Editor’s Note | Katelyn Dunne

Putting together this issue these last few weeks has left me feeling very sentimental. Three weeks from now marks the day that The Drowning Gull‘s astounding Founder and Chief Editor, Tiegan Dakin, accepted me to head the rag-tag group of staff as the Managing Editor. Since that day, my time here has truly been incredible.

Throughout this past year, I’ve seen staff members change (and be dearly missed), issue formats changing and growing, the birth of the Sea Salt series, and incredible relationships form between authors and staff.

Seeing these connections bloom has been my favorite part of this whole adventure. As a character says from Pretty Little Liars, “we’re all connected like a big bowl of linguine.” Each time a writer sent a piece into this journal, a connection was formed; each time I reached out to authors for Penned, a connection was formed; each time a reader picked up this humble lit mag, a connection was formed. Sometimes, it feels like, as writers, we are floating out into the world, incredibly alone and continually vulnerable. We feel like there’s no one to see us, no one to hear us. The incredible things taking place here prove otherwise.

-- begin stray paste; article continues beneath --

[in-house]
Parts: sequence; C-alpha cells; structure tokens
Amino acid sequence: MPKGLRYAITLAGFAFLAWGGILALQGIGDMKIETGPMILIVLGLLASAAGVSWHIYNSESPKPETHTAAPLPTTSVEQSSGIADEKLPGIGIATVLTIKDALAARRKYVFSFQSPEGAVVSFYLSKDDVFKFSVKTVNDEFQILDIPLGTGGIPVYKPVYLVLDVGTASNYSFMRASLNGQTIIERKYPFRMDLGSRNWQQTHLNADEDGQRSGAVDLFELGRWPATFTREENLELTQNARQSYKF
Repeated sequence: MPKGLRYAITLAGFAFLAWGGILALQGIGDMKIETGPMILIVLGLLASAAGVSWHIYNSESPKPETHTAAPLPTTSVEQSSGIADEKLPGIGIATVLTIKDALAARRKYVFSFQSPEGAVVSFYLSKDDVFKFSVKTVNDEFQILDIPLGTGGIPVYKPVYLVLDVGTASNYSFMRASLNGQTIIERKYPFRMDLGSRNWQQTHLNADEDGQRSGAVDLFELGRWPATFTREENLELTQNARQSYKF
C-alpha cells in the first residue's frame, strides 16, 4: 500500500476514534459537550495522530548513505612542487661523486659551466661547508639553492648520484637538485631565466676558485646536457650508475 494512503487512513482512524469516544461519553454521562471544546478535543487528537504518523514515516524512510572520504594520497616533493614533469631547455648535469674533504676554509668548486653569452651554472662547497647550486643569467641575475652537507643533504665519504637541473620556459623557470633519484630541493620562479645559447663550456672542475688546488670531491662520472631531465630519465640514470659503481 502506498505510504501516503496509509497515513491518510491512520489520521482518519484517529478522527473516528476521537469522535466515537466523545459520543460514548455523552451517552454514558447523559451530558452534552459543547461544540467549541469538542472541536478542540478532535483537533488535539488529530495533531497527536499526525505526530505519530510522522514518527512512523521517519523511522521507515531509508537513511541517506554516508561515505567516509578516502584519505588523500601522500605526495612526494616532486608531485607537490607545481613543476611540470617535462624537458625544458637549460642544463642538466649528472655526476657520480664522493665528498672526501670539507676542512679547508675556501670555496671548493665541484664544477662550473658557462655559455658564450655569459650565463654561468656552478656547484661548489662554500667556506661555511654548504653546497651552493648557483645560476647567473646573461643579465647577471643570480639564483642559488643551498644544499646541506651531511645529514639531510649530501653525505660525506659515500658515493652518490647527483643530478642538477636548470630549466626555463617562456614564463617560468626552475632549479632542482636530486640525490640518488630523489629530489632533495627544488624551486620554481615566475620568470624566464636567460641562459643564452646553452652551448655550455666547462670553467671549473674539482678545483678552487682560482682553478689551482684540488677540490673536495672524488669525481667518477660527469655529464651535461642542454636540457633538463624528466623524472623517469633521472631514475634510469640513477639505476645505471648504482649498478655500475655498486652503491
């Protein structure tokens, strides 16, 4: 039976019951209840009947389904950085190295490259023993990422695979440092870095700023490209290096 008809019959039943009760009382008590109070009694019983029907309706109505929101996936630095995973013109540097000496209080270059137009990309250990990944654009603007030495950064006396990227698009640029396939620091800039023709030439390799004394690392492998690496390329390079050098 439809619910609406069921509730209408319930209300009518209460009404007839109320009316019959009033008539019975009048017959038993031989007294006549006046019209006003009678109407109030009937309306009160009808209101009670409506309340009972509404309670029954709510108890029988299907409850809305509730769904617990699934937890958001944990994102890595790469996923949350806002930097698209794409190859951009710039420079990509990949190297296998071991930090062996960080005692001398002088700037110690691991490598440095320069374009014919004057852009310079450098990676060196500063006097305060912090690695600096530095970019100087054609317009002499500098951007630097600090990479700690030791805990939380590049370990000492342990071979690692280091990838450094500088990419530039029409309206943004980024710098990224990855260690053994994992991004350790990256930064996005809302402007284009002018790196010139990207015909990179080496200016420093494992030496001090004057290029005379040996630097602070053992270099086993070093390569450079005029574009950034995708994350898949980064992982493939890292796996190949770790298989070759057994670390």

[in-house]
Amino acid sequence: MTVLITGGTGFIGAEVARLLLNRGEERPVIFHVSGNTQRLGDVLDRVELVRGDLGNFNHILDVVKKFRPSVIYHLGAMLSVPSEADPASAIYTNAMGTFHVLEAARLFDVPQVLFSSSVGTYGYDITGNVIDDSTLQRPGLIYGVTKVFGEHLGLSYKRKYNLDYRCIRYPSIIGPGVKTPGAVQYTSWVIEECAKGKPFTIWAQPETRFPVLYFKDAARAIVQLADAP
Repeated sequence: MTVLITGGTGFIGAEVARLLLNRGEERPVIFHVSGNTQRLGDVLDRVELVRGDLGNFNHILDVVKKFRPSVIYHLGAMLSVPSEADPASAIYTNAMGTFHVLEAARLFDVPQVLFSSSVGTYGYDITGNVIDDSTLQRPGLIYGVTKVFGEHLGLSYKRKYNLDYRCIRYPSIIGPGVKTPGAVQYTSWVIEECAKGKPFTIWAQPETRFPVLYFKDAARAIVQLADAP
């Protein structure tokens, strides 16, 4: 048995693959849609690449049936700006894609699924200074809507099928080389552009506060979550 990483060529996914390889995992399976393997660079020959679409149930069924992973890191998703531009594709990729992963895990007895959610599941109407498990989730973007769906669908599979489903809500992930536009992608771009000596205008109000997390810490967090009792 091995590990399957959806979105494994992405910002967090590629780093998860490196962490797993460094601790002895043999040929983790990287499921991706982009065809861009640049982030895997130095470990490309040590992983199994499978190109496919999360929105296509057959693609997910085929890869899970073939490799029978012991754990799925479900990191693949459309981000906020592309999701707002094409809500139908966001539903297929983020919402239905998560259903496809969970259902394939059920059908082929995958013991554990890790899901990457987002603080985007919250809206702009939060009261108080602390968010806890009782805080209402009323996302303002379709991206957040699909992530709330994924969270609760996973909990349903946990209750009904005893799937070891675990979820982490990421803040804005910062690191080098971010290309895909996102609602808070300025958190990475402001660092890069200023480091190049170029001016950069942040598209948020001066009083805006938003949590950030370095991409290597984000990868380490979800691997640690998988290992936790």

I am honored to say that I’ll be stepping up to take over The Drowning Gull. Tiegan will be deeply missed and she will always remain the golden treasure for TDG. I am forever grateful to her; she made a dream come true for me. I look forward to honoring Tiegan’s creative vision while also continuing to move TDG in a forward direction. I can’t wait to be a part of the lives of more writers, editors, and artists. We are all part of the same dream. There is a lot of art out there yearning to be created and recognized, and that is what The Drowning Gull will continue to do.


I’d like to thank the contributors to this issue and everyone who submitted a piece that came of blood, sweat, and tears. To all the readers, thank you. We are doing this all for you; you make every second worth it. And, most of all, a big thank you to Tiegan for being TDG’s undying backbone and keeping this dream alive.

Thank you all for the most incredible year of my life. The Drowning Gull may be small, but we are all in this together, we are all on the same journey. Enjoy this issue, you’ve all deserved it!


“We were the people who were not in the papers. We lived in the blank white spaces at the edges of print. It gave us more freedom. We lived in the gaps between the stories.”

Blessings to all of you out there,

Katie Dunne

Managing Editor


Editor’s Note| Katelyn Dunne